In the last few months I've been working on making gRSShopper more accessible. I needed to do this for the three projects listed above, and I need to do it if I expect to make gRSShopper make its next conceptual turn, helping people take multiple MOOCs (and use other resources) from the same environment. I'm drawing from many of the concepts we developed in the LPSS program to do this, and adapting them to my present reality.
Here's what I actually want to do. First, the discovery phase:
What you should observe is that gRSShopper is playing three roles. On the far right is a role it has already been developed and tested in: MOOC provider. As a MOOC provider gRSShopper aggregates resources and contributions from course facilitators and participants, helps support course activities (the integration to Big Blue Button still works!) and distributes the newsletter, RSS feeds and podcasts.
In the middle is gRSShopper in its role as MOOC aggregator, currently being served (poorly) by MOOC.ca. Once this part is up and running it will be possible to access MOOC listings from a large number of providers, and if I can make it work, sign up for MOOCs right in that environment. This is trickier because MOOC vendors don't play well with others. That's why I'm including the gRSShopper MOOC - to show what could be done if we had the imagination.
Finally, on the left, is gRSShopper in its newish role - personal learning environment. The idea is that each participant has their own gRSShopper (just like I do) and can create their own resource base, beginning with their personal list of MOOCs, feeds, and other resources they find useful in their day to day life.
Second, we have the study phase. This is where a person uses gRSShopper to actually learn and support their other activities.
As we can see, individual users in their own gRSShopper instances access one or more courses or MOOCs from different providers. Various specifications - API, RSS and LTI - are used to deliver learning resources (or even entire courses) to them. The users work with the courses, interact with each other and with external services, and can even do things like log their activist in an LRS.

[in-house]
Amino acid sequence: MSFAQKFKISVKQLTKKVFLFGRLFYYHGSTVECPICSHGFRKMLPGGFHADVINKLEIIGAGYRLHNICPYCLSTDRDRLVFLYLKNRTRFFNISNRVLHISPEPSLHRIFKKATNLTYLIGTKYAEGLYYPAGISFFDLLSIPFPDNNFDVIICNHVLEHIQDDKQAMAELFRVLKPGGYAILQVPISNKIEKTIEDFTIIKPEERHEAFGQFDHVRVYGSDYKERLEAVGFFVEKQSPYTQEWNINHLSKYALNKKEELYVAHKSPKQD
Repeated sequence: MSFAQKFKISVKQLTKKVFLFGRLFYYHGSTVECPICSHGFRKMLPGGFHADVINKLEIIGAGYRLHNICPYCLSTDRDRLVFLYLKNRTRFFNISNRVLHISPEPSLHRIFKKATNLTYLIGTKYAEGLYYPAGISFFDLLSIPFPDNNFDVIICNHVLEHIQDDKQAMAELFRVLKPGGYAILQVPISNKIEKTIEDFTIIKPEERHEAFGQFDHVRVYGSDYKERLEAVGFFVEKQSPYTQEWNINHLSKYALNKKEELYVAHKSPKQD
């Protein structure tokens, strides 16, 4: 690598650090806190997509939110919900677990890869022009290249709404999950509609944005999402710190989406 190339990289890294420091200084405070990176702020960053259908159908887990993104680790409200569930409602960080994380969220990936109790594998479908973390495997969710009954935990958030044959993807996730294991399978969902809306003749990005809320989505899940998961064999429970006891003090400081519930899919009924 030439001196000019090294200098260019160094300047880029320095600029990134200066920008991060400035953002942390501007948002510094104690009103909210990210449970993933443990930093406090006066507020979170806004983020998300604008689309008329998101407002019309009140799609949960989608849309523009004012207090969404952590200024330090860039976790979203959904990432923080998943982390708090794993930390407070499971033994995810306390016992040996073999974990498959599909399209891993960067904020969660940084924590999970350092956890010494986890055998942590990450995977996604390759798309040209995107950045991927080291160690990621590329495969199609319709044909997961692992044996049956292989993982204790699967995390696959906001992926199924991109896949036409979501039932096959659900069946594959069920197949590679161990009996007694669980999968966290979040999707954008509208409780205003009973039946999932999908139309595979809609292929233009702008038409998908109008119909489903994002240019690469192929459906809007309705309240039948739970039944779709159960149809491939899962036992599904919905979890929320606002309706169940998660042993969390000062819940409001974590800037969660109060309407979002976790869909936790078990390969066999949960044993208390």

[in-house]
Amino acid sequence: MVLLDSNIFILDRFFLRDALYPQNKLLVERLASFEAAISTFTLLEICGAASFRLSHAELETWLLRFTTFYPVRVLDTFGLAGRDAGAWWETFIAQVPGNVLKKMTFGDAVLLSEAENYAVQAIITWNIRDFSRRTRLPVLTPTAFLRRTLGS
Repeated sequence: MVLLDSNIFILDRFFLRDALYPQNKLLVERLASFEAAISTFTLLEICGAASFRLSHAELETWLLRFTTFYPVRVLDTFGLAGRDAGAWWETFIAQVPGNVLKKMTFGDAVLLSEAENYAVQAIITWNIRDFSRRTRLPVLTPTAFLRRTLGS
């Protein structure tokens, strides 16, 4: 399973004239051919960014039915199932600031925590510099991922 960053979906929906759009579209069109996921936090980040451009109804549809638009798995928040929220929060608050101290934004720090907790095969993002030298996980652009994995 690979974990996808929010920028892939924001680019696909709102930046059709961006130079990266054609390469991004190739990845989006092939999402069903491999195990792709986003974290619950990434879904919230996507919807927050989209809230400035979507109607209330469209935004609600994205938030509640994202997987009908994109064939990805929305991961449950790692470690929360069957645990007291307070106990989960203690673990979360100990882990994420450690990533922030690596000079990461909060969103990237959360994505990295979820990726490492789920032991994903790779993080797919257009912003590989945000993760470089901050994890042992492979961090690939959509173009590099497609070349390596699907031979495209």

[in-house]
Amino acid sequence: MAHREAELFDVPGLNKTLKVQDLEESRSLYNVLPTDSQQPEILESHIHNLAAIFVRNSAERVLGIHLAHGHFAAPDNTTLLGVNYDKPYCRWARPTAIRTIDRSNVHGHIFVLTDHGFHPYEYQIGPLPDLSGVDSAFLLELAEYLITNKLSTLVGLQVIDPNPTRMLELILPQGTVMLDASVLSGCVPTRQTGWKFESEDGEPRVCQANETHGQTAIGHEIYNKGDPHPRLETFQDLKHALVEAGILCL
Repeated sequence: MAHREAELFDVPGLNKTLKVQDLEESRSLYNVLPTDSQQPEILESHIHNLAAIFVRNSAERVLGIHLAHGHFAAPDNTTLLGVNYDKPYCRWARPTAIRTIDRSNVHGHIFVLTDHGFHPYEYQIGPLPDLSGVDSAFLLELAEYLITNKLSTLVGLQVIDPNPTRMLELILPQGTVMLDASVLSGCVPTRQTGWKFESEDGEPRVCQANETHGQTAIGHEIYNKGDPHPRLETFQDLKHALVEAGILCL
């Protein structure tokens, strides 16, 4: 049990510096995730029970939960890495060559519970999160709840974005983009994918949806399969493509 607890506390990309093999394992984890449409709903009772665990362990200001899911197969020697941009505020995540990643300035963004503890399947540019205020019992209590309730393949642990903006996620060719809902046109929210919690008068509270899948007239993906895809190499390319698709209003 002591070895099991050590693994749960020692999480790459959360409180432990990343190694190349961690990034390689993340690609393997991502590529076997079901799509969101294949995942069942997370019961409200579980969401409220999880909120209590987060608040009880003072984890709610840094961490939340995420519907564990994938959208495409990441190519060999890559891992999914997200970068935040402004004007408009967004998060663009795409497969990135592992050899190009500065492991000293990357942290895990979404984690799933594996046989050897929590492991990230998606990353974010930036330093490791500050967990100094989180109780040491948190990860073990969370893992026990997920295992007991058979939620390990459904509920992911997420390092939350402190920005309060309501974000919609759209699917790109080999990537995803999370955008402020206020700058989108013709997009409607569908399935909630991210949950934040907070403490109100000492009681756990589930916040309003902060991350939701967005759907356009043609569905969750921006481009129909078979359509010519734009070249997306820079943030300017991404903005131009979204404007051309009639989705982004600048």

The key question I'm looking at here is: to what degree can course resources provided by external providers (Coursera, EdX, etc) be presented in a gRSShopper environment. Again, I don't expect this to be easy - providers really want to you work in their environment, not yours. But I want you to work in one environment - your own - and access and work with external courses and resources from within your own personal learning context.
So what do I need to do to make this work?
First, I need to make gRSShopper more flexible and add hooks for external services, including analytics. So I've set up gRSShopper so that it has no particular built-in data model: you can load a predefined model into it, or design your own and export it. So now I have a version that holds my learning landscape database, another that holds courses, etc. And I'm designing mechanisms to run some basic analytics on incoming data (for example, courses or RSS feeds I've aggregated) to add to this database.
And second, I need to make gRSShopper usable without requiring that you run your own web server. Individual students aren't going to do that. But I can make gRSShopper an application you can access and run in a cloud environment. I'm still working on this, but my startup scripts have matured a lot. Ideally it will be possible to simply create an AWS account and load gRSShopper with a simple selection, running it for just a few dollars a month (and scalable if needed).
Then I need to test it and see where it works and where it doesn't. I plan to run some MOOCs this fall and this sprint. And I plan to run some workshops on gRSShopper and get people who are interested started up with it.
This is where 'gRSShopper in a Box' the workshop comes in. I want to talk about all of this and learn from the expertise and feedback of people in the room. And I want to roll out actual instances of gRSShopper and have people set them up as their own personal learning environments. Then we'll talk about what gRSShopper does (and it does a lot) and what it could do.